Lisa M. Cohen, AIA, Has Curated the Perfect Work-Life Balance

March 5, 2019

Lisa M. Cohen, AIA, Has Curated the Perfect Work-Life Balance

In a profession that does not lend itself kindly to young families, I have made it a priority to have a comfortable work/life balance while successfully advancing my career. I am the sole proprietor of LMC Architecture, LLC, and I am a mom.

I received my BArch from Syracuse University in 2003, shortly after getting engaged. When I shared news of my engagement with my thesis advisor she responded, “Congratulations—don’t let it affect your work!” I was continually met with this same half-hearted respect for family life as I started my career.

Immediately following graduation, I worked for a firm of 250+ people in Central New York, specializing in K-12 design. I was a tiny peg in a much larger machine with no real inspiration or guidance. I spent my days drawing toilet details and building up my IDP credits hours in Construction Documentation, but not much else.

A year later I moved to Virginia with my husband, where I found a small, multi-disciplinary firm with a managing partner who was committed to my professional future. Even though he strived to help me complete the IDP requirements and offered me a hearty congratulations when I announced my pregnancy, he offered zero options for maternity leave. I ended up taking my exams while pregnant, and it was toward the end of my pregnancy when I took my ninth and final exam, physically unable to sit for more than 15 minutes at a time. I received my letter of licensure 6 weeks before my daughter was born. At that time, I was told my position would be held for the minimum 6 weeks required, at which point we all hoped I would return to work as normal. But life as a first-time mom is anything but normal. After three months of unpaid leave, I asked to return part-time and was met with insincere uncertainty. I was to “try it out” with the knowledge that my manager already looked poorly upon the prospect.

 

For family reasons, we moved a few months later, and I found myself back home in New Jersey looking for a job during a downturned economy. I was lucky enough to find two part-time positions that had me traveling in and out of offices in NYC and NJ most days of the week, all while juggling a 1-year-old. I met a brick wall. I had fallen out of love with architecture. Architecture was the thing that pulled me away from my family every morning and exhausted me so I was too tired to enjoy my time with them at night. Because I had worked part-time for almost 2 years, I was behind my peers professionally and felt that I was grasping at straws for advancement.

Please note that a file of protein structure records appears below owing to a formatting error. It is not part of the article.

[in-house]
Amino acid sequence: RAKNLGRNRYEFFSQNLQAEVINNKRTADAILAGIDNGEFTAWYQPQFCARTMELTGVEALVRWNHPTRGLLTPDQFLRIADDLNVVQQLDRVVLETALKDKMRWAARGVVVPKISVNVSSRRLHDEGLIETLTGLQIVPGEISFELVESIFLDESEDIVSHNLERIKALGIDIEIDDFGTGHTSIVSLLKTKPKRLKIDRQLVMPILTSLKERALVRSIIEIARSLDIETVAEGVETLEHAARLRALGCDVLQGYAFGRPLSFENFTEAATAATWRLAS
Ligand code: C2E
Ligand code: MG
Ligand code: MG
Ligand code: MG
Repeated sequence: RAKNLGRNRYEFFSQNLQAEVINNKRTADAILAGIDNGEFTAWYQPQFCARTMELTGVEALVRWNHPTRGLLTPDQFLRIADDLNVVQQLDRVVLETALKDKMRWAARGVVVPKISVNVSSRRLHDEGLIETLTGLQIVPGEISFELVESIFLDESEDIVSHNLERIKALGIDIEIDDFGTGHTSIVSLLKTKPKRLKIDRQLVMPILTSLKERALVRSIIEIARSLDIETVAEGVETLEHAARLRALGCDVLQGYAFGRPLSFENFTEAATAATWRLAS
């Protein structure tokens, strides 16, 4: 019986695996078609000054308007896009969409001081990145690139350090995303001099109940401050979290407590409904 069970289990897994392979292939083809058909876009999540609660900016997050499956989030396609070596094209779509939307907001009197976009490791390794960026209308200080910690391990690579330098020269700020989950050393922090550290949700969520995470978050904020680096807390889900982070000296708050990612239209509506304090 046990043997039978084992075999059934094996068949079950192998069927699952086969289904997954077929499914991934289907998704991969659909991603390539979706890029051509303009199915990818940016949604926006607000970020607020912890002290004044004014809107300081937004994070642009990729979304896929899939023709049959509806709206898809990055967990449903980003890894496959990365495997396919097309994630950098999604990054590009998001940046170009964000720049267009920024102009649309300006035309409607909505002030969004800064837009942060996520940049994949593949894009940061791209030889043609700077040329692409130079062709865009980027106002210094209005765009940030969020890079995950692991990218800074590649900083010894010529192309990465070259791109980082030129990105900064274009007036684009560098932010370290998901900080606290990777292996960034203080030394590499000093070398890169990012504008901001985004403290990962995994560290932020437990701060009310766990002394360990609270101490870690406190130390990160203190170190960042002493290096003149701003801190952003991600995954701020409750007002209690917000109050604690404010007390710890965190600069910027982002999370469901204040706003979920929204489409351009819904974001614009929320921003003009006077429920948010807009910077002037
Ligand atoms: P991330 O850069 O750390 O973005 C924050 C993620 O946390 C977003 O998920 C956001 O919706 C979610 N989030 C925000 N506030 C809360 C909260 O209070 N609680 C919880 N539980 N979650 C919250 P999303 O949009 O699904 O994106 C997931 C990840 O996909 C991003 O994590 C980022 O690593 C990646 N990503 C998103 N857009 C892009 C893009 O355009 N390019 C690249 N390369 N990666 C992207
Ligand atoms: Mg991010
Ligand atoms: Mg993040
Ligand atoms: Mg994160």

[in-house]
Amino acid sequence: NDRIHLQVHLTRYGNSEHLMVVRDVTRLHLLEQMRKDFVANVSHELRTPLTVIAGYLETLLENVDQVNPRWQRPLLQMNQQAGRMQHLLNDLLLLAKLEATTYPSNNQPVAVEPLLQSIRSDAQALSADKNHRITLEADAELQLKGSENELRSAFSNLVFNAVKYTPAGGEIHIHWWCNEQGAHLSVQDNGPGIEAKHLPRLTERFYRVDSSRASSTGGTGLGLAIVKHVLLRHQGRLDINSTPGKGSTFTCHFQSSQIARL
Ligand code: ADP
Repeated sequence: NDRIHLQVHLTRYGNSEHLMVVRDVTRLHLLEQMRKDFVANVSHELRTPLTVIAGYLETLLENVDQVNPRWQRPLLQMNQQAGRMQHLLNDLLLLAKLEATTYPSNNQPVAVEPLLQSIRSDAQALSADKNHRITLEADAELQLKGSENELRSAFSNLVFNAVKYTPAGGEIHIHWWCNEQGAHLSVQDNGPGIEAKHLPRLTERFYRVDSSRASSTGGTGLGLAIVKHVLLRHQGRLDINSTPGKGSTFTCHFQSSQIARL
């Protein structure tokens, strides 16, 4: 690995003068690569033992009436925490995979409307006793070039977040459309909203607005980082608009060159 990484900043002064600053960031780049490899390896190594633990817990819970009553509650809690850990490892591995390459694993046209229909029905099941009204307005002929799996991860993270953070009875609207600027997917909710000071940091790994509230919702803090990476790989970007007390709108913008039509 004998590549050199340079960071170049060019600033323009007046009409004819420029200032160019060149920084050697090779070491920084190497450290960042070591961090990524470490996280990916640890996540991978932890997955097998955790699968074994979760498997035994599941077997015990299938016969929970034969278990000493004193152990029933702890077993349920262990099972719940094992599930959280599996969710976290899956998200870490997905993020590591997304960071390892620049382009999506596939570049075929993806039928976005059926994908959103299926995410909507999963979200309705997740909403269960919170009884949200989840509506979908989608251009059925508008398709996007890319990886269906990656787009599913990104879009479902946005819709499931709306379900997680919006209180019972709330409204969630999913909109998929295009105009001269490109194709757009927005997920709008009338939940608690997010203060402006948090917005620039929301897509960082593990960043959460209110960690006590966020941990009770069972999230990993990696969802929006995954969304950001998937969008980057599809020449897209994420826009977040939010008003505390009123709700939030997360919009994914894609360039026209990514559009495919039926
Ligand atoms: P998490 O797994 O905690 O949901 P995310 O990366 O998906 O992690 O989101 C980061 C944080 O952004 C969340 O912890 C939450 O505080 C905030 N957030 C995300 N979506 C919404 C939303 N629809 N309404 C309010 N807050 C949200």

Now pregnant with my second child, I could no longer physically manage the hours commuting in and out of the city, to and from daycare and running to catch a train when I could not for the life of me see my feet. So I quit. I chose family over architecture.

I gave birth to my son, cherishing my time at home with him until my ever-supportive family urged me to follow my lifetime dream of opening my own firm. I started small, working for family or friends during naptimes or in the evenings. Work slowly grew and I extended my hours once my son started nursery school. And now I can happily say that I work full-time, with more clients than I could ever have dreamed of. More importantly, my passion for my work is back. I work longer and harder than I ever did as an employee, but my hours are flexible and built around my family. In the afternoons I am able to be home with my children, who are now in grade school, and though that often means I need to go back to work after their bedtime, I am so grateful for this time with them during their formative years.

This profession we chose is a difficult one. The schooling is brutal. Those first years out of school when many young professionals are looking for their life partner, we are tied to our desks detailing toilets and counting every credit hour so we can finally sit for our exams. If we succeed in fulfilling our required experience hours in a reasonable amount of time, then we are studying for and taking our licensure exams during our prime child-bearing years. As young, newly licensed professionals we need to prove ourselves and work our way up the executive ladder while our babies strive for our attention at home. Being a working mother is hard. Being a working architect-mom has its own inherent difficulties. There is a way, and I am happy to say that though I may have taken a somewhat circuitous route, I found it. I urge managing architects to think outside of the box when it comes to their young employees. Take advantage of smartphones, Wi-Fi and other advanced technologies to allow remote work options and alternative work hours. Encourage a healthy work/life balance.

Lisa M. Cohen, AIA 
Principal 
LMC Architecture, LLC 
21-03 Radburn Road 
Fair Lawn, NJ 07410 
(201) 492-3767

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